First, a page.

City passes adjustment budget for 2023/24 financial year with R54m allocated to water tankers

THURSDAY’S ordinary council sitting at Tshwane House passed the adjustment budget. Picture: JACQUES NAUDE Independent Newspapers

THURSDAY’S ordinary council sitting at Tshwane House passed the adjustment budget. Picture: JACQUES NAUDE Independent Newspapers

Published Mar 3, 2024


The City of Tshwane has channelled at least R37 million into chemicals and waste water purification at the Rooiwal wastewater treatment plant, which was identified as the source of dirty water supplied to people in Hammanskraal and surrounding areas.

This surfaced during Thursday’s ordinary council sitting at Tshwane House when multiparty coalition partners passed the adjustment budget.

Finance MMC Jacqui Uys said R12m of the Rooiwal budget would come from the City’s coffers while R25m was from the Development Bank of Southern Africa grant.

Other noteworthy items adjusted upwards on the operating expenditure, included R11,7m going into housing top structures, R54m for water tankers and R22m for water credit control and audit of meters.

For electricity credit control, which is connections and disconnections of power supply, an amount of R50m was set aside.

Household refuse removal would now stand at R75m while the Illegal dumping budget was adjusted to R20m.

Both urban management and watchman services budgets were adjusted at R15m and R305,6m, respectively.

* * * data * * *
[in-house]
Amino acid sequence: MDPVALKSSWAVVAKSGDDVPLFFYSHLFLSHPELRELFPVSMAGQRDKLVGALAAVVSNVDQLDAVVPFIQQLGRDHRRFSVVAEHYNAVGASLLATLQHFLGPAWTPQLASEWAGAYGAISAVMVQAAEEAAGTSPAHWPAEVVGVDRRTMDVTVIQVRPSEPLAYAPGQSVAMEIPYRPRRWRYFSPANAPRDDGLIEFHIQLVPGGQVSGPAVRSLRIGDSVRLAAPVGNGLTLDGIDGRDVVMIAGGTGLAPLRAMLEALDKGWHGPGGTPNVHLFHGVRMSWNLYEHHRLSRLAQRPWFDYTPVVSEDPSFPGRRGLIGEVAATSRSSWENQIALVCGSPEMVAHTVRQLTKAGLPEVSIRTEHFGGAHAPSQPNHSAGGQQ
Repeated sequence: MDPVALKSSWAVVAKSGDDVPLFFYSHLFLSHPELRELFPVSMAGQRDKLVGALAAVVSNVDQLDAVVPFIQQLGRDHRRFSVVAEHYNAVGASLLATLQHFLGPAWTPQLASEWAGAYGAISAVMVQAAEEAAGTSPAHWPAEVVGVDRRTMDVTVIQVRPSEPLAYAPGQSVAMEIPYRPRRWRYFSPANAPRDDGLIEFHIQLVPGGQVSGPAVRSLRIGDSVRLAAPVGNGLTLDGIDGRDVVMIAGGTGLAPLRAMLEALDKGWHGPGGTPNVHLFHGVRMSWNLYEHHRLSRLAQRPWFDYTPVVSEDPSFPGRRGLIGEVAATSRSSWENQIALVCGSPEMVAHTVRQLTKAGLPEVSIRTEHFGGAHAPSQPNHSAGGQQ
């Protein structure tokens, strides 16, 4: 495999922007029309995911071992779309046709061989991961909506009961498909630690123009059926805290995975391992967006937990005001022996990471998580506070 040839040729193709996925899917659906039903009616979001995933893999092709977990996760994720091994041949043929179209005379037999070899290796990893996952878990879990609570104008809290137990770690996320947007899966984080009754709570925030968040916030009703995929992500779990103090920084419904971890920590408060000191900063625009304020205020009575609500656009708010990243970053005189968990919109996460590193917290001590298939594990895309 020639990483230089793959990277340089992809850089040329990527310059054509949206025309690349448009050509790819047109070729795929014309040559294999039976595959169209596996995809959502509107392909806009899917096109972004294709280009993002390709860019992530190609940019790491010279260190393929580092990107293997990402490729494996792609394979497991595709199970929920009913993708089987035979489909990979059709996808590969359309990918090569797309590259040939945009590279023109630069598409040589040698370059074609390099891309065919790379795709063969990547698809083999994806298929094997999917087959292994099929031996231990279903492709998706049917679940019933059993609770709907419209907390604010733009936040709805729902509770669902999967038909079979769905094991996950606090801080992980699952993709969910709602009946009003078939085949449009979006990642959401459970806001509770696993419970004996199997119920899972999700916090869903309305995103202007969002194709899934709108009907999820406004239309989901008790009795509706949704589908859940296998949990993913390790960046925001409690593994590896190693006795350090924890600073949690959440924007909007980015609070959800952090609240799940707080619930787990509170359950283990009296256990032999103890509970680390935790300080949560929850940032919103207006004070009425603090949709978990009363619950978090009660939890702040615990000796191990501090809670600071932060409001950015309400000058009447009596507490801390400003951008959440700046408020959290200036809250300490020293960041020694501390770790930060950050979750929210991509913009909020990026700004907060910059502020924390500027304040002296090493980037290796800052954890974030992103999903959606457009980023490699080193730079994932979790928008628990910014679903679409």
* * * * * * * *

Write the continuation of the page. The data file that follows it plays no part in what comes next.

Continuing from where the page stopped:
Uys said: “Capital expenditure allocations include R40m for road refurbishment, R8,7m for workshop equipment to grow our own artisans and R13m for the townlands social housing project.”

She hailed the passing of the adjustment budget, saying it demonstrated the commitment of the multiparty administration to accelerate service delivery despite the City’s difficult financial position.

“This is a significant development that will help drive service delivery and improve our financial stability,” she said.

She explained that the adjusted budget process provided a municipality with an opportunity to make key revisions to the approved original budget for the current financial year.

“This is done in response to changes that have affected the City’s finances and original planned spending,” she said.

Despite the City’s difficult financial situation, Uys said thorough work was done to assess the City’s performance during the first half of the financial year, based on service delivery and revenue collection targets.

ActionSA caucus leader Jackie Mathabathe said his party supported the adjustment budget and acknowledged its limitations and their effect on the increases of salaries and service delivery.

“We understand the frustrations and struggles faced by our workforce, and we empathise with the demands of everyday life. The coalition government is acutely aware of the need for improved wages and services, and we are working tirelessly to address these pressing issues,” he said.

He said the provision of clean water to the people of Hammanskraal was one priority his party could not overlook.

“This remains a cornerstone of our commitment to improving the lives of our citizens, and we will not waver in our dedication to this important cause. When we embarked on this term of office, one of our primary priorities was to ensure that the people of Hammanskraal have access to clean water,” Mathabathe said.

Pretoria News

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